“One party has abandoned us like Sita and the other has disrobed us like Draupadi,” says Rajesh Hajjam, a tea garden worker in Silchar, Assam.
Hajjam is among the 2.6 lakh-odd Hindi speaking tea estate workers, who would play a decisive role in the upcoming
Lok Sabha elections for the Silchar Constituency, traditionally a Congress stronghold.
This time around,
the ruling BJP is making a strong bid to wrest the seat from incumbent Sushmita Dev, daughter of veteran Congress leader & former Union Minister late Santosh Mohan Dev. Sushmita was among the 45 odd MPs to get elected in 2014 when the Modi Tsunami hit the country. The saffron party has fielded a young medico Dr Rajdeep Roy, whose father, a former legislator was among the founders of BJP (or its erstwhile Avatar Jan Sangh) in the North Eastern state and continued to be remembered among the old timers for his social service. BJP Hit Ground Running
Prime Minister Narendra Modi, chief minister Sarbananda Sonowal and many state Ministers including Himanta Biswa Sarma have already addressed huge gatherings, led padyatras and conducted roadshows in and around the constituency in support of the newcomer whereas on the other side, Congress General Secretary in charge of Eastern Uttar Pradesh Priyanka Gandhi Vadra herself specially flew down to conduct a roadshow for Dev, in her first ever campaign outside of UP.
The Congress is heavily banking on the support of the decisive 4.5 lakh Muslim voters while BJP is making all out efforts to woo the rest in this predominantly Bangla speaking constituency.
Another distinguishing factor about this constituency is that unlike the rest of the North East, where many organisations have expressed reservations about the BJP-led NDA Government’s Citizenship (Amendment) Bill, 2016, which seeks to change the very definition of illegal migrants, there is huge support for the same in Silchar among the non-Muslims.
The Bill, introduced in the Lok Sabha on July 15, 2016, seeks to amend the Citizenship Act, 1955 to provide citizenship to illegal migrants, from Afghanistan, Bangladesh and Pakistan, who are of Hindu, Sikh, Buddhist, Jain, Parsi or Christian extraction. The Bill also seeks to reduce the requirement of 11 years of continuous stay in the country to six years to obtain citizenship by naturalisation.
Notwithstanding opposition to the move from friends and foes alike, BJP is sticking its neck out on the issue saying it had promised to grant citizenship to Hindus persecuted in the neighbouring countries during the 2014 General Election. In an apparent move to woo the majority community across the country, in its election manifesto, the BJP had promised to welcome Hindu refugees and give shelter to them.
BJP's ally Asom Gana Parishad had termed the Bill as “anti-Assam” and except for the Barak Valley, which includes the Silchar constituency, the state has seen widespread protests. The opponents of the Bill across the North East allege the move would make Assam a “dumping ground for Hindu Bangladeshis”.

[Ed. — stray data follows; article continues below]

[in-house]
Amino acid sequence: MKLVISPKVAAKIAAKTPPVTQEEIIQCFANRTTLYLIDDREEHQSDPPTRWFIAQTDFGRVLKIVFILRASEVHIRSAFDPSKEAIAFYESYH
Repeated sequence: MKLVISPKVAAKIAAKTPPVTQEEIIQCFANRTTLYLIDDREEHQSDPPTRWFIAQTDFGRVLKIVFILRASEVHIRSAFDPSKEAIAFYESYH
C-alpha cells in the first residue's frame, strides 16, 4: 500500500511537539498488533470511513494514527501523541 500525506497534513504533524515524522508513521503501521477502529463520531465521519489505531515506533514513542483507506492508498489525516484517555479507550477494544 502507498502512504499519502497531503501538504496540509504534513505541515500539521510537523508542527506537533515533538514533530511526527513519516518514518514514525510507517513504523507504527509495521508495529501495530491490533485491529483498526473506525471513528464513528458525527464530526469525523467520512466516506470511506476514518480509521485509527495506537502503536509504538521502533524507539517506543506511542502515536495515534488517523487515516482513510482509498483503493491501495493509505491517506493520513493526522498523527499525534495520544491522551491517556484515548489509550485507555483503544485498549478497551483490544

But for the saffron party, it could prove to be the game changer among the largely immigrant Bengali speaking Hindu population in Silchar. Both the candidates represent this community. BJP is citing the Congress opposition to the Bill to target the sitting MP.
Both the parties are also trying to woo the Hindi speaking Tea Garden workers, who constitute the third largest vote bank after the Muslims and Bengali speaking Hindus. While the Indian National Trade Union Congress affiliated to the Congress party had held sway over this segment, the Bharatiya Chai Mazdoor Sangh affiliated to the RSS trade union wing Bharatiya Mazdoor Sangh has made deep inroads in the recent years.
The Amenities Factor
Many families who got their power connection and toilets for the first time in the last five years have shifted their loyalties to Prime Minister Narendra Modi. “Yes, we had to pay the line man about Rs 1500 to get the connection fast but then we cannot blame Modiji for that. Earlier even on payment, we would not get a power connection,” said Raju Lohar. Many also have benefited from the Central Government’s Ujjwala Yojana. Even the BJP Government in the state had raised their daily wages by Rs 30/- but they are getting only Rs 15/- that too lately.
There are other problems for which they are seeking redressal. Free medicines are coming to the area under the National Rural Health Mission (NRHM) but in the absence of any doctor visiting them and dispensing them, the drugs are being destroyed routinely after expiry date. Piped water still remains a distant dream. They claim the Government is making available all provisions including chlorine tablets and filters for providing clean water but the managements of the estates are not doing the needful at their end. Labour Inspectors or Health Inspectors are not visiting the gardens to check whether the Government’s policies and facilities are being implemented. Being a doctor himself, they expect BJP candidate Dr Rajdeep Roy to do the needful if elected. Their long pending grievance which no party has paid heed to so far is that even seven decades after independence, the land titles are not in their name. We have houses but land belongs to the companies and thus we remain at their mercy forever, he said.
A former school teacher and unionist Ashok Verma says, “for this time, the mood in tea gardens is for Modi but if they do not fulfil their promises, then we will teach them a lesson in 2021 (Assembly Polls).”
Indeed, in a democracy, the enlightened electorate has the remote or the power of the vote in its hands.
KG Suresh is a senior journalist and former Director General, Indian Institute of Mass Communication.